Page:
In a brief filed Monday, law professors from Harvard University, Yale University, the University of Chicago, the University of California at Los Angeles and Southern Methodist University argue that the U.S. Securities and Exchange Commission made a legalistic land grab when it sued Cuban for insider trading involving a Canadian company, Mamma.com.
In its lawsuit last year, the SEC said Cuban sold his stake in Mamma.com in June 2004 after learning the company planned to sell additional shares through a private offering. The SEC alleges he violated an oral agreement to keep the sensitive information confidential, thereby committing insider trading.
Cuban's lawyers have not conceded that he made such an agreement.
But if he did, they argue, he isn't liable for insider trading because he had no fiduciary duty to keep the information confidential. Cuban was a large shareholder in Mamma.com but not a company executive or board member.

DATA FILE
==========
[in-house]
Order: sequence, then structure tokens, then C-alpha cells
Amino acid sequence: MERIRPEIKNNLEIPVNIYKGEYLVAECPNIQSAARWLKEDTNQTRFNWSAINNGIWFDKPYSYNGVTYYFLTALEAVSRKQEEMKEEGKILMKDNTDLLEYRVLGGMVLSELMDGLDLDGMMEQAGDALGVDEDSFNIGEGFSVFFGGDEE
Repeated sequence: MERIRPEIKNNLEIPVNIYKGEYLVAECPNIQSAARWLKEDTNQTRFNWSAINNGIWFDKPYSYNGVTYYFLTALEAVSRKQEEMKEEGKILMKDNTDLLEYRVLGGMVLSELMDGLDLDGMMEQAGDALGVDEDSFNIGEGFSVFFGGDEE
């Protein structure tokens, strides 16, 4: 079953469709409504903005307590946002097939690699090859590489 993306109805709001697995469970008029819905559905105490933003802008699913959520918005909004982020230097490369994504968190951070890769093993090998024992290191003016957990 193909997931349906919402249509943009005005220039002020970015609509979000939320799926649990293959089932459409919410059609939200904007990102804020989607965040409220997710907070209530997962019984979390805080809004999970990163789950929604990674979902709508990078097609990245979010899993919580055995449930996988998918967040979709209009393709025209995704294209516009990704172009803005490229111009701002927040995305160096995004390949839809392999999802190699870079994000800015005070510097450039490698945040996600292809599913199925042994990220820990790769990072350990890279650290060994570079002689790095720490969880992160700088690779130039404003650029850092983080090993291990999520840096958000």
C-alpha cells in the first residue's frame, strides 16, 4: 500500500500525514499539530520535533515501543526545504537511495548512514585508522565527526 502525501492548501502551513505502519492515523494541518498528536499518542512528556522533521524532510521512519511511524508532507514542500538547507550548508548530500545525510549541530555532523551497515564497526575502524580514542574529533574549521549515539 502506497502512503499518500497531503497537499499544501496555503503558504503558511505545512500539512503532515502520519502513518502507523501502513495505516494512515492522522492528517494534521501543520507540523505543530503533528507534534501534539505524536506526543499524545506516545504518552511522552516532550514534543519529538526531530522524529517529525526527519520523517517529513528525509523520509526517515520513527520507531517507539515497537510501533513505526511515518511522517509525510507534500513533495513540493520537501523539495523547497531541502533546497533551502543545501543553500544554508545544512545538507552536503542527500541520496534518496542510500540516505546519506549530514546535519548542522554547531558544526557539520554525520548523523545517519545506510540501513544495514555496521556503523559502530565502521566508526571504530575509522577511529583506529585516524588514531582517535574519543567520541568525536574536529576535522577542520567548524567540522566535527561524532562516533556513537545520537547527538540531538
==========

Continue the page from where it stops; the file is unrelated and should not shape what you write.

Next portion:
"In the context of a business relationship, a confidentiality agreement alone is insufficient to create a fiduciary or similar relationship of trust and confidence between the parties," the five professors wrote in their brief, echoing earlier filings by Cuban's team.
Tuesday, February 03, 2009
Some heavy hitters have come out on Marc Cuban's side, filing an amicus brief on his behalf arguing that he broke no laws when he sold stock in Mamma.com based allegedly on information he received from the CEO of the company (via WSJ's law blog):